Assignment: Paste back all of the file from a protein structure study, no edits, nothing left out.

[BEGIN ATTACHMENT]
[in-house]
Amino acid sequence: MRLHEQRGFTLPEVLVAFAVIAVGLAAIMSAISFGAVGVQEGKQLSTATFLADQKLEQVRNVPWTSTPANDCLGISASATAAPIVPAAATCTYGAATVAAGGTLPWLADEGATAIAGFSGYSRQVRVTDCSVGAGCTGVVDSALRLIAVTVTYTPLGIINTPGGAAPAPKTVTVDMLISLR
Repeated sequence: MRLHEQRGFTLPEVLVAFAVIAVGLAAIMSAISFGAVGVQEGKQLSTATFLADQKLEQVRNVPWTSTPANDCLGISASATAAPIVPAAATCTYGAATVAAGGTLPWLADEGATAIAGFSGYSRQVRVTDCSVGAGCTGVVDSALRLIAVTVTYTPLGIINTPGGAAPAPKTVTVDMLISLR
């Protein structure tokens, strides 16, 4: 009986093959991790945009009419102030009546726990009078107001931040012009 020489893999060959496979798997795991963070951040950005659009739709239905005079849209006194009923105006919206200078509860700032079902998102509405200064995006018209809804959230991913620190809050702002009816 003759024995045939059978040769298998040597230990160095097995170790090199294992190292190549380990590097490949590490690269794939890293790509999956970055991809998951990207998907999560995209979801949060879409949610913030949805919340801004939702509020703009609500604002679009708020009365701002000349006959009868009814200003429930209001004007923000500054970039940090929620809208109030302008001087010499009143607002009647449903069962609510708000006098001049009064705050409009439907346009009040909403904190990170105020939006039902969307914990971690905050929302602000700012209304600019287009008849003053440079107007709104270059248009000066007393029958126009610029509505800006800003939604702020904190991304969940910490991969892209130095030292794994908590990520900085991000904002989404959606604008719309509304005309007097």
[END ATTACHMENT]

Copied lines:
[in-house]
Amino acid sequence: MRLHEQRGFTLPEVLVAFAVIAVGLAAIMSAISFGAVGVQEGKQLSTATFLADQKLEQVRNVPWTSTPANDCLGISASATAAPIVPAAATCTYGAATVAAGGTLPWLADEGATAIAGFSGYSRQVRVTDCSVGAGCTGVVDSALRLIAVTVTYTPLGIINTPGGAAPAPKTVTVDMLISLR
Repeated sequence: MRLHEQRGFTLPEVLVAFAVIAVGLAAIMSAISFGAVGVQEGKQLSTATFLADQKLEQVRNVPWTSTPANDCLGISASATAAPIVPAAATCTYGAATVAAGGTLPWLADEGATAIAGFSGYSRQVRVTDCSVGAGCTGVVDSALRLIAVTVTYTPLGIINTPGGAAPAPKTVTVDMLISLR
């Protein structure tokens, strides 16, 4: 009986093959991790945009009419102030009546726990009078107001931040012009 020489893999060959496979798997795991963070951040950005659009739709239905005079849209006194009923105006919206200078509860700032079902998102509405200064995006018209809804959230991913620190809050702002009816 003759024995045939059978040769298998040597230990160095097995170790090199294992190292190549380990590097490949590490690269794939890293790509999956970055991809998951990207998907999560995209979801949060879409949610913030949805919340801004939702509020703009609500604002679009708020009365701002000349006959009868009814200003429930209001004007923000500054970039940090929620809208109030302008001087010499009143607002009647449903069962609510708000006098001049009064705050409009439907346009009040909403904190990170105020939006039902969307914990971690905050929302602000700012209304600019287009008849003053440079107007709104270059248009000066007393029958126009610029509505800006800003939604702020904190991304969940910490991969892209130095030292794994908590990520900085991000904002989404959606604008719309509304005309007097």